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US seeks to privatise mortgage giants a decade after market meltdown
A DECADE after the mortgage bubble burst sparking the Great Recession, US President Donald Trump wants to privatise two financial linchpins of the multi-trillion-dollar American housing sector.
In a Senate testimony on Tuesday, US Treasury Secretary Steven Mnuchin laid out the administration's reform plans for housing finance, including the government-sponsored enterprises known as Fannie Mae and Freddie Mac.
"In their current form, Fannie and Freddie are still too big to fail," Mr Mnuchin told lawmakers, saying their size and importance created liabilities for the financial system that could require another unpopular taxpayer bailout.
The two organisations - which together back about half of all US residential mortgages - were placed under conservatorship, or effectively nationalised, during the mortgage meltdown of 2008.
A US$190 billion government bailout that year saved the two entities, as defaults by risky so-called sub-prime borrowers soared nationwide.
Little understood by the general public, the two institutions do not in fact originate mortgages.
Rather, they pump liquidity into the housing sector by buying mortgages from banks and then packaging them as securities that they can either keep or sell onwards to investors with an implicit guarantee.
This system eases the financing of long-term lending such as 30-year mortgages, which are rare outside the United States but have been key to achieving the "American dream" of home ownership.
At the moment of the housing market's collapse, the home ownership rate had hit 70 per cent before tumbling as foreclosures swept the nation.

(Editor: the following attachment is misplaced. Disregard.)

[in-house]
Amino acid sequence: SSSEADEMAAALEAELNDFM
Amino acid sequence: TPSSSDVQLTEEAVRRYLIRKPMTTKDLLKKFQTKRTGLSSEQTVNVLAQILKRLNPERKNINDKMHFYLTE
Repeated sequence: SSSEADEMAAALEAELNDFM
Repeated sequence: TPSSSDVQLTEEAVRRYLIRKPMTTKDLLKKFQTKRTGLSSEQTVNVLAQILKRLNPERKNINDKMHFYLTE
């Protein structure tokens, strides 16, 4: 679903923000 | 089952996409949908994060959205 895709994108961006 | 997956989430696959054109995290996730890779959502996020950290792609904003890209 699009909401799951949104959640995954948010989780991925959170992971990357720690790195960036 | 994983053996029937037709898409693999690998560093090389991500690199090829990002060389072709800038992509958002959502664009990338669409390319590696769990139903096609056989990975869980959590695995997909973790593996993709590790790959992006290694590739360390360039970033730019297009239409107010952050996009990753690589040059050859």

Also testifying on Tuesday, Mark Calabria, director of the Federal Housing Finance Agency, said a 25 per cent decline in the housing market would cause US$43 billion in losses for the financial institutions.
"In their current financial condition, the enterprises are not equipped to withstand a downturn in the housing market," he said.
The two are allowed just US$6 billion in capital reserves despite owning or guaranteeing nearly US$6 trillion in mortgages, he said.
In a report last week, the US Treasury laid the groundwork for reforms to the two institutions, long a policy goal of the Trump administration.
Even though Fannie Mae and Freddie Mac are hybrid bodies traded on Wall Street, because of the conservatorship, their dividends are paid into the Treasury - something private investors would love to change.
As the real estate market has recovered and grown stronger in recent years, Fannie Mae and Freddie Mac - whose familiar names arise out of the abbreviations for Federal National Mortgage Association (FNMA) and the Federal Home Loan Mortgage Corporation (FHLMC) - have sent their robust profits straight into the government's coffers.
In all, since the federal takeover, they have sent US$300 billion to taxpayers, more than repaying the cost of their bailout.
The Mnuchin reform plan involves dozens of proposed legislative and regulatory measures and aims first of all to recapitalise both organisations by allowing them to keep some of their profits.
This should create a capital cushion to protect them in the event of another mortgage catastrophe, officials believe.
In effect, the Treasury wants to end the tacit government guarantee - which more or less required the original bailout - and instead plans to create a guarantee that is both explicit and already paid for, which will apply to some mortgage bonds.
According to Mr Mnuchin, a reformed federal housing finance system will also boost economic growth.
Once a Goldman Sachs executive, Mr Mnuchin is also a former mortgage banker, having taken over the California bank IndyWest, renamed OneWest, during the crisis.
The release of the housing finance reform plan comes as shareholders begin to make progress in a legal battle to stop the government's collection of Fannie Mae and Freddie Mac profits.
A federal appeals court last week overturned a lower court finding which had supported the government policy - something Mr Mnuchin told CNBC on Tuesday that the administration could appeal to the Supreme Court. AFP